Using this broad language, the IRS made its attack on loan-origination fees in Fort Howard. Despite the longstanding law on amortization of loan-origination fees, the IRS argued that S 162(k) changed the rule when a loan was incurred “in connection with” a redemption. The facts in an LBO like Fort Howard make the connection quite strongly. Clearly, the transaction costs would not have been incurred but for the redemption. The sole purpose of the borrowing, and an express condition of the borrowing, was its use for the redemption transaction.
The tax court accepted the IRS’ argument. It ignored the taxpayer’s arguments on the purpose and legislative history of S 162(k) as relating solely to greenmail payments. Instead, it read the “plain words” of the statute. Since the loan and the loan origination fees were incurred “in connection with” a redemption, the court held that the fees were not deductible or amortizable.
At this point, Fort Howard appears to be a major victory for the IRS, although it is widely anticipated that the decision will be appealed. Its implications, however, are troublingly broad. Section 162(k) does not limit itself to loan-origination fees, but deals with any amount paid “in connection with” a redemption. One can imagine many otherwise deductible payments that might be trapped by this language.
For example, it is common to engage in a variety of transactions when a key executive leaves a corporation. A substantial aspect of the transaction may be a redemption of the executive’s stock, but other payments–such as severance, job relocation and related items–may be paid at the same time. How does one decide whether these payments are “in connection with” the termination of employment or are “in connection with” the redemption of the employee’s stock?
If the stock is valuable, it may represent the dominant economic aspect of the transaction. It seems unlikely that S 162(k) was intended to reach this type of expense, but it is difficult to find the logical limit to the court’s language.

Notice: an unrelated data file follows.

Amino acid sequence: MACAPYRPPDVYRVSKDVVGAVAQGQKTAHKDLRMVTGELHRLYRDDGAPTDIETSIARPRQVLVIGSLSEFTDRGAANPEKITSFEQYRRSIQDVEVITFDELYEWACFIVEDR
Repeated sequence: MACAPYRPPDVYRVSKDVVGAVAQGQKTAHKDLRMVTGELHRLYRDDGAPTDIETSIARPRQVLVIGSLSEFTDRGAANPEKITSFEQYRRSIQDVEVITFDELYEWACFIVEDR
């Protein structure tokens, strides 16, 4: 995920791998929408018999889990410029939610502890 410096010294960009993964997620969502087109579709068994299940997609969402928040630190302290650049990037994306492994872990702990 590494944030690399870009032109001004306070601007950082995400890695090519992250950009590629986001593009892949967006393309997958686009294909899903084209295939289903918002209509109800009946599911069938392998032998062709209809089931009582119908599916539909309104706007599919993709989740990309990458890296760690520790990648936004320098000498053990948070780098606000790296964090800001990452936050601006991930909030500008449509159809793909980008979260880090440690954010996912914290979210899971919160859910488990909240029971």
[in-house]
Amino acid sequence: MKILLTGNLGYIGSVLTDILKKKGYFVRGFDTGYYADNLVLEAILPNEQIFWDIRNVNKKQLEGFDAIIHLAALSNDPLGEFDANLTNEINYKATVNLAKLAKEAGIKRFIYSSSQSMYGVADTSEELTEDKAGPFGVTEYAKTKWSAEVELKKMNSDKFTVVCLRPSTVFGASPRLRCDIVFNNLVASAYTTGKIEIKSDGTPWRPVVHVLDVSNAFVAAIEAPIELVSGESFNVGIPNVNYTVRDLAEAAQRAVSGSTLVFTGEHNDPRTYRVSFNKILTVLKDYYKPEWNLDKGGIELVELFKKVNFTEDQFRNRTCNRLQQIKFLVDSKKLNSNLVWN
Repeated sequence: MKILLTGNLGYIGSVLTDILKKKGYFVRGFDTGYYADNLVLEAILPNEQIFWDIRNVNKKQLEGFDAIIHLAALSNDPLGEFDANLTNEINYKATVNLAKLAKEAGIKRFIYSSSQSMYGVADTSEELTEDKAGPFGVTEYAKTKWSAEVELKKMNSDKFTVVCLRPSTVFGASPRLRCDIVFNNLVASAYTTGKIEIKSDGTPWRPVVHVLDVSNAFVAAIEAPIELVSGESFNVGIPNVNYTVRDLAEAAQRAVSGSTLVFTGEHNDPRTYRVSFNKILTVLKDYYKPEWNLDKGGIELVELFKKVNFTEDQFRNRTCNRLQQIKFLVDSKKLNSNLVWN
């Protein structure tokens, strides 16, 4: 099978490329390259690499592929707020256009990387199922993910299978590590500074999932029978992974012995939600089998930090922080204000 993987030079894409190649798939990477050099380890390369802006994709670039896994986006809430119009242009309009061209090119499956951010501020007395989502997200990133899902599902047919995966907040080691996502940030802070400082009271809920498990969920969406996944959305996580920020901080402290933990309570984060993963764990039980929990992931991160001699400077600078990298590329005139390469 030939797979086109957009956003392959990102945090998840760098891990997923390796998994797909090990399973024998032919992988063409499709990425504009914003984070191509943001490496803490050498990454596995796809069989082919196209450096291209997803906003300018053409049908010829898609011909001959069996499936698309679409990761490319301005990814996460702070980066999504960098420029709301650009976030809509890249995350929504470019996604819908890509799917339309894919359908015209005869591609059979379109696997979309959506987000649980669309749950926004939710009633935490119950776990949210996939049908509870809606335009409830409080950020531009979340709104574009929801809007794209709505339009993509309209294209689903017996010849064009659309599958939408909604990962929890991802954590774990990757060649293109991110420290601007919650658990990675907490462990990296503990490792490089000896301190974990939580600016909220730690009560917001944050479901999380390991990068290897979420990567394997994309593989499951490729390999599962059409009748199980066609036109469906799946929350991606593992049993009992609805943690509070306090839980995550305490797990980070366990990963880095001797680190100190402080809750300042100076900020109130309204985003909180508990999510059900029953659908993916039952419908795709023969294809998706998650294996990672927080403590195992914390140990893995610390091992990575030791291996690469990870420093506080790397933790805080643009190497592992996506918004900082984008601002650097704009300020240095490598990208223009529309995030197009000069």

Even if the Fort Howard decision is limited to loan-origination fees, substantial problems of interpretation remain. For example, suppose that a corporation incurs loan fees to have a line of credit available for five years for the general working capital needs of the business. Under existing law, it begins amortizing those loan costs over the five-year period. Suppose that in year three it draws substantially on the line in order to obtain the funds necessary to redeem a dissident shareholder. Are the loan-origination fees now “connected with” the redemption? Must the corporation now recapture some of the amortization already taken?
Similar questions are raised by the simple notion that money is fungible. Suppose that on the same day: 1) a redemption for $1 million occurs, 2) the corporation obtains $1 million in cash from operations, and 3) the company incurs $1 million in new debt. Which $1 million was used to redeem the stock? Can the corporation protect itself from the implications of Fort Howard simply by using the operating cash for the redemption and placing the borrowed cash in a segregated account to demonstrate that it was not used “in connection with” the redemption?
Unfortunately, there are no answers to these questions; the Fort Howard decision raises far more questions than it answers. These questions may be clarified if an appeals court reverses Fort Howard and limits S 162(k) to greenmail payments, as many believe was intended. Unless that occurs, however, corporations will need to carefully plan all redemption transactions.
An effort should be made to disassociate costs from the redemption transaction to the maximum extent possible. They should be tied to some other corporate need or event. In short, the planning should seek to minimize the costs incurred “in connection with” a redemption.
(Michael McEvoy is a partner in the law firm of Harter, Secrest & Emery, where he concentrates his practice on tax matters.)